Friday, 9 November 2007

A Hundred words in Kinyarwanda

Landscape near Gitarama - land of a thousand hills

(photo from Google earth)

Every day I'm slogging away learning about 10 new words or phrases. It's slow progress and maddening because the language is slippery as an eel. I'm told that people use "r" and "l" fairly interchangeably (so I can expect to be introduced as Bwana Bluce), and sometimes "k" is pronounced as "sh". This means the capital city could be pronounced as Kigali or Shigali or Kigari or Shigari. Oh what fun.....

Never mind. I can count laboriously to a hundred. I can ask directions and follow directions. I can greet people. I know enough words for food to survive.

I love the poetry of the language. Apparently the word for goodnight, "mwaramucye", really means "may you not die during the night"; the word for good morning "mwawamutse", means "I am glad to see you have survived the night". Lovely.

Went to Poole last night to a Dorset VSO meeting to see Heidi Farrow's photos of her 3 years in Rwanda. Lovely pictures and I already feel a real attraction to the place before I've even been there. Rwanda is green and profoundly beautiful.

Friday, 2 November 2007

At last - getting a handle on the job!

Street scene in Gitarama (photo from Google Earth site)

Sixty seven days to go (my departure date has now changed twice; the latest change came through while I was typing this posting). A good few days with lots of progress. Made contact with Bola Ojo, who I am succeeding in the post at Gitarama. (Thank you, Skev, my ultra-efficient placement adviser, for linking us together). Bola has sent me a detailed summary of what he has achieved during his time in Rwanda, and what needs doing. It is exactly what I needed and I feel energised and terrified at the prospect. But it's so good to at last have some details and specifics to work on.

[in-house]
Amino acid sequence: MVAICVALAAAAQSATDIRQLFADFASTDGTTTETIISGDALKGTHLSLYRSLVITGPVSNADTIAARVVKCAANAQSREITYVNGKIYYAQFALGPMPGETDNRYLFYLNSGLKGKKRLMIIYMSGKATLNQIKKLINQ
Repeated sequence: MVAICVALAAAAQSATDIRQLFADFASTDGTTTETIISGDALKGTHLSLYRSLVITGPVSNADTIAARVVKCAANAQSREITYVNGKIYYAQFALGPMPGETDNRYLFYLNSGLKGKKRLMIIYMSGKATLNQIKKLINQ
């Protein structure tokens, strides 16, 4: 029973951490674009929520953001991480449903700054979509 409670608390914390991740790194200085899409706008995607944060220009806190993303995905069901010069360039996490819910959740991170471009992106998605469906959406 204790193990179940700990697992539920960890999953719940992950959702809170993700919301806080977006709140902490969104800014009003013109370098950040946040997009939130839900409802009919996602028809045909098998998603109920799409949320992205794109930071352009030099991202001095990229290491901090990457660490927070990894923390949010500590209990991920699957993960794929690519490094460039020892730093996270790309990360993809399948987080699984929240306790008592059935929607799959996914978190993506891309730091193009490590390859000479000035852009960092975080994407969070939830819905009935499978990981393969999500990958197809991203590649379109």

My patch consists of 106 primary schools, 23 secondaries and 23 private schools. That's slightly more than in the entire county of Dorset. Also, ten of the secondaries have full or part-boarding establishments attached to them.

I now know the name of my boss - Claude Sebashi - and Bola says he is a good man and hard working, so I'm looking forward to meeting him.

I've discovered the main Rwandan website with details of the education system (see sidebar to this blog), and can begin to get to grips with it.

Other little snippets from the news.....
  • class sizes can be enormous - up to 87 I have seen in one particular case

  • according to the newspaper, thousands of school textbooks in Muhanga district have been stolen from schools, presumably to be sold off cheap in the markets of Kigali

  • some primaries still work in double shifts, i.e. one population of children in the morning and another completely different set each afternoon

On the other hand, Bola says nice things about Gitarama town - "the Birmingham of Rwanda" (yer what??) "it has electricity and water supply, inside loos, and even a hot shower is possible if you're lucky".

I'm intrigued. On Bola's "activities yet to be done" list it talks about the "Radio Maria Project" = "use local radio to broadcast a weekly English lesson aimed at teachers/students and the general public keen to learn English". Now that sounds like a real challenge/opportunity. Move over Chris Moyles; Radio Brucey could hit the airwaves some day soon............

Bola - you've made my day. I salute you!